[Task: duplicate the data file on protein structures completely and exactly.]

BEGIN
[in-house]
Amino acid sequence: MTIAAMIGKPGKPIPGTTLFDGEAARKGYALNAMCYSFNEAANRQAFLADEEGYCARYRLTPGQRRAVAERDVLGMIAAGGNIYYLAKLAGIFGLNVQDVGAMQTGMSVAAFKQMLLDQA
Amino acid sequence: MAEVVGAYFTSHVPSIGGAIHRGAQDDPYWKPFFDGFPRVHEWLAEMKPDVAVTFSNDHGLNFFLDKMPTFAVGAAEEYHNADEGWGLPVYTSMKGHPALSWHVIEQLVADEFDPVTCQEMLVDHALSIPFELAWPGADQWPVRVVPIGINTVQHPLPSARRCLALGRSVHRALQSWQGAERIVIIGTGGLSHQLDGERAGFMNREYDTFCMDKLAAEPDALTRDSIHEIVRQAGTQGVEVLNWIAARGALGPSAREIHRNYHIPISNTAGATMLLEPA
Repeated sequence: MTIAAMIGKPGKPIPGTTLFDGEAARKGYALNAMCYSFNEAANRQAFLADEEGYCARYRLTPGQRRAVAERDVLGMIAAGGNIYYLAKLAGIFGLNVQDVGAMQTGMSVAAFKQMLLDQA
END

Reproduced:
[in-house]
Amino acid sequence: MTIAAMIGKPGKPIPGTTLFDGEAARKGYALNAMCYSFNEAANRQAFLADEEGYCARYRLTPGQRRAVAERDVLGMIAAGGNIYYLAKLAGIFGLNVQDVGAMQTGMSVAAFKQMLLDQA
Amino acid sequence: MAEVVGAYFTSHVPSIGGAIHRGAQDDPYWKPFFDGFPRVHEWLAEMKPDVAVTFSNDHGLNFFLDKMPTFAVGAAEEYHNADEGWGLPVYTSMKGHPALSWHVIEQLVADEFDPVTCQEMLVDHALSIPFELAWPGADQWPVRVVPIGINTVQHPLPSARRCLALGRSVHRALQSWQGAERIVIIGTGGLSHQLDGERAGFMNREYDTFCMDKLAAEPDALTRDSIHEIVRQAGTQGVEVLNWIAARGALGPSAREIHRNYHIPISNTAGATMLLEPA
Repeated sequence: MTIAAMIGKPGKPIPGTTLFDGEAARKGYALNAMCYSFNEAANRQAFLADEEGYCARYRLTPGQRRAVAERDVLGMIAAGGNIYYLAKLAGIFGLNVQDVGAMQTGMSVAAFKQMLLDQA